And then--da noive!--Archbishop Joseph F. Naumann of the Archdiocese of Kansas City in Kansas went and spoiled it all.

In May, Naumann publicly chastised the conspicuously Catholic governor for helping make Kansas "infamous for being the late-term abortion center for the Midwest."

Although this revelation came as news to most Kansans, Archbishop Naumann actually understated the problem. Incredible as it may seem, Kansas has emerged as the late-term abortion capital of the world.

In the past two years alone, women have come from 48 states and sundry points beyond to have late-term abortions in Kansas.

The state's most methodical executioner of this dubious art, Dr, George Tiller of Wichita, has accurately boasted on his website of having "more experience in late abortion services with fetuses over 24 weeks than anywhere else in the Western Hemisphere."

Planned Parenthood's clinic in Johnson County, a Kansas City suburb, cannot match Tiller's numbers, but that it contributes to the totals at all has come as a surprise to its supporters.

Local CEO Peter Brownlie has frequently claimed that Planned Parenthood did not perform any abortions past the 22nd week of pregnancy, the legal definition of "late-term," but recent revelations prove otherwise.

Why Kansas? As one insider told me, "It's cheaper to buy Kansas than California." Sebelius is just one of many Kansas politicians to have taken money directly from Tiller and his various PACs.

In 2002, Sebelius's run for governor called for more discretion. She was promoting herself, after all, as a faithful Catholic. "I am not pro-abortion," she swore in a mailer. "I will not, and never have, promoted abortion."

This likely accounts for the $100,000 mid-campaign donation by Tiller's clinic not to Sebelius directly, but to the Democratic Governor's Association, his first and only gift to that association.

That same year, however, intrepid pro-life Republican Republican Phill Kline was elected Kansas Attorney General, and he promptly began to investigate the abortion clinics' inexplicable prosperity.

What Kline found is that both Tiller and Planned Parenthood simply ignored the state's rigorous abortion laws. They were both aborting the viable babies of perfectly healthy mothers with little or no documentation as to why.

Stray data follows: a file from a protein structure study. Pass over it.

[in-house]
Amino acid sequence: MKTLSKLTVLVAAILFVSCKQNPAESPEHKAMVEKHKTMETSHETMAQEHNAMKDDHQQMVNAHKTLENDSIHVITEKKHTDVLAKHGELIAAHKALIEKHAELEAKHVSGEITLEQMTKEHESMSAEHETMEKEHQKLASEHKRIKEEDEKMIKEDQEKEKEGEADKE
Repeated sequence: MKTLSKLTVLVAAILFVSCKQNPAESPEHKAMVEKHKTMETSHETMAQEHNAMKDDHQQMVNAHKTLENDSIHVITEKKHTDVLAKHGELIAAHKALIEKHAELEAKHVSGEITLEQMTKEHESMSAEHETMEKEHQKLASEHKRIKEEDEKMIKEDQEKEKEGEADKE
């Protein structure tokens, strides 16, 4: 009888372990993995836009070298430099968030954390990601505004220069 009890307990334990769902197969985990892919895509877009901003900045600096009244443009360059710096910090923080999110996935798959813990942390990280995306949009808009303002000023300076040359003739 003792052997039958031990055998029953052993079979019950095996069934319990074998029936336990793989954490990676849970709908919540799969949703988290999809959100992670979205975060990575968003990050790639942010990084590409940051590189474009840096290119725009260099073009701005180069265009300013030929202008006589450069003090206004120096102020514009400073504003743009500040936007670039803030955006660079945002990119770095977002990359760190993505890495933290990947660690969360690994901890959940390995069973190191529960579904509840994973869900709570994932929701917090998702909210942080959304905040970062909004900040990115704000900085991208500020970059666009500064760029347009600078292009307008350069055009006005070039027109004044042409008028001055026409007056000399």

For more than two years Tiller and Planned Parenthood kept Kline's investigation at bay with the help of aggressive lawyers and a Sebelius-friendly judiciary. When Kline kept plugging, the abortion industry decided to get political.

In October 2005, after some serious backstage scheming by Sebelius, popular Johnson County District Attorney Paul Morrison, a moderate Republican, announced that he would switch parties to run against Kline in November 2006.

To help Morrison unseat Kline, Tiller spent $1.2 million through his various PACs and cut-outs. The war on Kline also enjoyed the full-throated support of the media, most notably The Kansas City Star, which won the 2006 "Maggie Award," Planned Parenthood's top national honor for editorial writing.

Morrison won the 2006 election handily. A month later, however, the largely conservative Republican precinct captains of Johnson County shocked the abortion cabal by choosing the now widely scorned Kline to fill the remaining two years of Morrison's term as district attorney.

Despite the crushing indictment of the media, Kline refused to roll over. Just before he left office as attorney general, he had managed to secure redacted patient files from both Tiller and Planned Parenthood.

Kline promptly filed 30 counts against Dr. George Tiller's Wichita clinic for performing illegal late-term abortions. Morrison promised to continue to investigate Tiller's practice "inside out, backwards and forwards, and under a neutron microscope," but his friends trusted he wouldn't.

In April 2007, while Tiller was still under investigation, Sebelius honored the good doctor and his staff at an elegant but extremely discreet soiree at Cedar Crest, the governor's Mansion. (The photos are priceless.)

Back in Johnson County meanwhile, new District Attorney Kline continued his investigation of Planned Parenthood's abortion clinic, Comprehensive Health. What he found was disturbing.